Trucks are involved in an alarming number of accidents. Due to their massive size and weight, the collisions that they cause can lead to devastating injuries for the other motorists and pedestrians involved. A recent study conducted by the National Institute for Occupational Safety and Health, along with the American Journal of Industrial Medicine, concluded that truck drivers are twice as likely to suffer from obesity as adults in other industries and occupations. The study also showed that truck operators have a higher likelihood of being avid smokers and tend to suffer from more chronic illnesses.
To address the issues associated with these health conditions, Crete Carrier Corporation adopted a policy requiring truck operators with a body mass index of 35 or higher to undergo frequent medical examinations to ensure that they do not suffer from sleep apnea. This condition is a potentially dangerous disorder in which the individual may stop breathing suddenly while sleeping. These pauses in breathing may result in a number of side effects, including restlessness, exhaustion, and an increased risk of heart attack, stroke, diabetes, heart failure, or high blood pressure. If a driver was diagnosed as having sleep apnea, he or she was ordered to undergo a medical treatment plan.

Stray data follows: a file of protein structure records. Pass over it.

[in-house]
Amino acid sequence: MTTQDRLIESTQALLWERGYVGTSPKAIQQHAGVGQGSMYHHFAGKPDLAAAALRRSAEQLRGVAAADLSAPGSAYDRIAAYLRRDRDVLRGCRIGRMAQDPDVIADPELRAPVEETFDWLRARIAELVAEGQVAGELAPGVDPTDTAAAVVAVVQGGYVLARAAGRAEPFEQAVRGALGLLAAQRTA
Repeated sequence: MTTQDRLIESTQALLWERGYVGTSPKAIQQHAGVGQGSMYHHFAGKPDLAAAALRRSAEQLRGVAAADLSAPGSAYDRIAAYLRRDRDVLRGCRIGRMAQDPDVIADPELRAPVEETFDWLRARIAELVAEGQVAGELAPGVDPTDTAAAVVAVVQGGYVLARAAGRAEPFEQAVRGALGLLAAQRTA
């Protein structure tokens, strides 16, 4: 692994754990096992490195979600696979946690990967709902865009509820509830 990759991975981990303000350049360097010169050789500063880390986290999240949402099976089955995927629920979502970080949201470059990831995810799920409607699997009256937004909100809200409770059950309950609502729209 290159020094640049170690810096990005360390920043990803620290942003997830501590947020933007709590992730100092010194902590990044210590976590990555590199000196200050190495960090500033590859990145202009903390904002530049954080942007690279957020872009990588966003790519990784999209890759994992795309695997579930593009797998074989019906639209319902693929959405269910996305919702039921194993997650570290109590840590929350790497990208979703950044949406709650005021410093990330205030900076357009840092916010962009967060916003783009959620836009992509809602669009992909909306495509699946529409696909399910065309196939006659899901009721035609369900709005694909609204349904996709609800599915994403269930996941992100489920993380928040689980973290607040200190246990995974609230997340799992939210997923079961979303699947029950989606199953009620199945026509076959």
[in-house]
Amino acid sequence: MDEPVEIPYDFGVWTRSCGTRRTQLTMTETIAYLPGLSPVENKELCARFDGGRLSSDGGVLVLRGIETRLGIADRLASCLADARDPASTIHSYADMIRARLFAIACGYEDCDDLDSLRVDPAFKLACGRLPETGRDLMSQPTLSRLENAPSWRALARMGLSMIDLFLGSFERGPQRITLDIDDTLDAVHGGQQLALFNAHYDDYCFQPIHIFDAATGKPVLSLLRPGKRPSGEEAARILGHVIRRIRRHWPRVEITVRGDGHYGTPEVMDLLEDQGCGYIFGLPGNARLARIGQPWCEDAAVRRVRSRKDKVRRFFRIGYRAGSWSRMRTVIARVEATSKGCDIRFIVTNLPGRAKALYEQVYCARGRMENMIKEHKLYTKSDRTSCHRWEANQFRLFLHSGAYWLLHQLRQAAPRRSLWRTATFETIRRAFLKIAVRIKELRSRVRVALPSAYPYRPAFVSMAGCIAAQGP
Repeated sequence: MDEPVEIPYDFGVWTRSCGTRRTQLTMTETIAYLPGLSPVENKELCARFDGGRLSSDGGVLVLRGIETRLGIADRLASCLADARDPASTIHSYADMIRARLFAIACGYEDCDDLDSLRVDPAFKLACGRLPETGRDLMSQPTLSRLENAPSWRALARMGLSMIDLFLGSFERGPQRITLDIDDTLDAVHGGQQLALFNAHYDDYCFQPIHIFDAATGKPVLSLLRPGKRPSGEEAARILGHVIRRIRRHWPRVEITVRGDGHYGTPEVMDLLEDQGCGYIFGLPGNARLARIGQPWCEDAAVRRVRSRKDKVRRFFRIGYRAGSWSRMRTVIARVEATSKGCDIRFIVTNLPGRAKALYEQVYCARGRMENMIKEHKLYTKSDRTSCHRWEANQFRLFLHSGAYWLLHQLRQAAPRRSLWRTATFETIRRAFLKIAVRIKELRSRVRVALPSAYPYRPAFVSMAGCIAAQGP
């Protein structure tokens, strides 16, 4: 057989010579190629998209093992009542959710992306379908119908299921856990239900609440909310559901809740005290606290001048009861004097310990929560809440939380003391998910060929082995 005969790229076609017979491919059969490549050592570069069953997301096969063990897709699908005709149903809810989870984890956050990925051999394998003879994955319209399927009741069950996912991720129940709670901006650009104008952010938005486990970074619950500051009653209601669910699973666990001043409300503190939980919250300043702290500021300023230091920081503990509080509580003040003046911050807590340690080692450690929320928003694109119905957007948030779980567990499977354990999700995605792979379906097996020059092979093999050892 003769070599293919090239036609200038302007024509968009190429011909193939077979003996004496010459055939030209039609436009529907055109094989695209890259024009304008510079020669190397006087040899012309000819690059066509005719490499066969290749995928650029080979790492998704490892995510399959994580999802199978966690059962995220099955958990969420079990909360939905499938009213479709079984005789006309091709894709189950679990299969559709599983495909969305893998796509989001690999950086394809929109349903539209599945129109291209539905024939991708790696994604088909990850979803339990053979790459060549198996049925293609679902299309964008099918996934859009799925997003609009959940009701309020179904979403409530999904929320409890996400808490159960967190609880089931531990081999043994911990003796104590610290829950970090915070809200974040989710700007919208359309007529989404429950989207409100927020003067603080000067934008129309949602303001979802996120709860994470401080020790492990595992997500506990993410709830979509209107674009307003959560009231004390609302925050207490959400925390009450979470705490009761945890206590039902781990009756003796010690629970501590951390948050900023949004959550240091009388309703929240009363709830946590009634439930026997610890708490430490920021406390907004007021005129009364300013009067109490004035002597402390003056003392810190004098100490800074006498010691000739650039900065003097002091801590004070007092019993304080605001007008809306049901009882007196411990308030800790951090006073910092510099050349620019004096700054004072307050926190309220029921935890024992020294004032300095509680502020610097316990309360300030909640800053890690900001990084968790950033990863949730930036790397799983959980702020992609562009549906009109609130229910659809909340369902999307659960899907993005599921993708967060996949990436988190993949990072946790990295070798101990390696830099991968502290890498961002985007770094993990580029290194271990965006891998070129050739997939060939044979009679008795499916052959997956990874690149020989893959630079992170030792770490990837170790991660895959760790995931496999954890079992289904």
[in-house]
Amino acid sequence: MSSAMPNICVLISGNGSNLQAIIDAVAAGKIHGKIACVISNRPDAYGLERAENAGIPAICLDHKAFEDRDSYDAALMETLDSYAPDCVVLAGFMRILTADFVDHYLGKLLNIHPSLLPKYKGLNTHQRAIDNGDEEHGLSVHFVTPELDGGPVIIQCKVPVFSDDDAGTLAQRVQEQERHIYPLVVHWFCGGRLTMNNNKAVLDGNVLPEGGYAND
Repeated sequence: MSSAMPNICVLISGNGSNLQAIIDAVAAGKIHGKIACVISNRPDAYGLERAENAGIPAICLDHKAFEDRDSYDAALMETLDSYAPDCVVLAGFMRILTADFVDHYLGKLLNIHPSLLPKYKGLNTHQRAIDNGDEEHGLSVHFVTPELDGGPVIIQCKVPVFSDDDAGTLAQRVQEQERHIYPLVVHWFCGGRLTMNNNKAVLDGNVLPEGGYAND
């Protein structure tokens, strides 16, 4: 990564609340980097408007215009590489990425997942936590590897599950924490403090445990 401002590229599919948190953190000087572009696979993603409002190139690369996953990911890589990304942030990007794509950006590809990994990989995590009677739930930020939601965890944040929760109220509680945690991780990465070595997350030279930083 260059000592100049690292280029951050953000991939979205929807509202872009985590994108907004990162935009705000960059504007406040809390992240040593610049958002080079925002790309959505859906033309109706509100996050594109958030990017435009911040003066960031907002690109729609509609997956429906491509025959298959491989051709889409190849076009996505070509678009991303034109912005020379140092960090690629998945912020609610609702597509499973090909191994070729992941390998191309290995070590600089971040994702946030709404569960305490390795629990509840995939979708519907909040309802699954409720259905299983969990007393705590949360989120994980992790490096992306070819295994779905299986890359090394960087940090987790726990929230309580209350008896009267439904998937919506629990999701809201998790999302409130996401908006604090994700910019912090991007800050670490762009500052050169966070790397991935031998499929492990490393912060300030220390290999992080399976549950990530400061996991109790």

One of Crete’s drivers refused to undergo the required medical examination, stating that it was a violation of the American Disabilities Act because it required individuals with an actual or perceived illness to submit to extra requirements. According to the driver, the company stopped assigning work to him, resulting in financial losses. The driver then initiated a discrimination lawsuit against the company. Crete moved for summary judgment, and the lower court granted the motion, thereby dismissing the lawsuit. The driver appealed.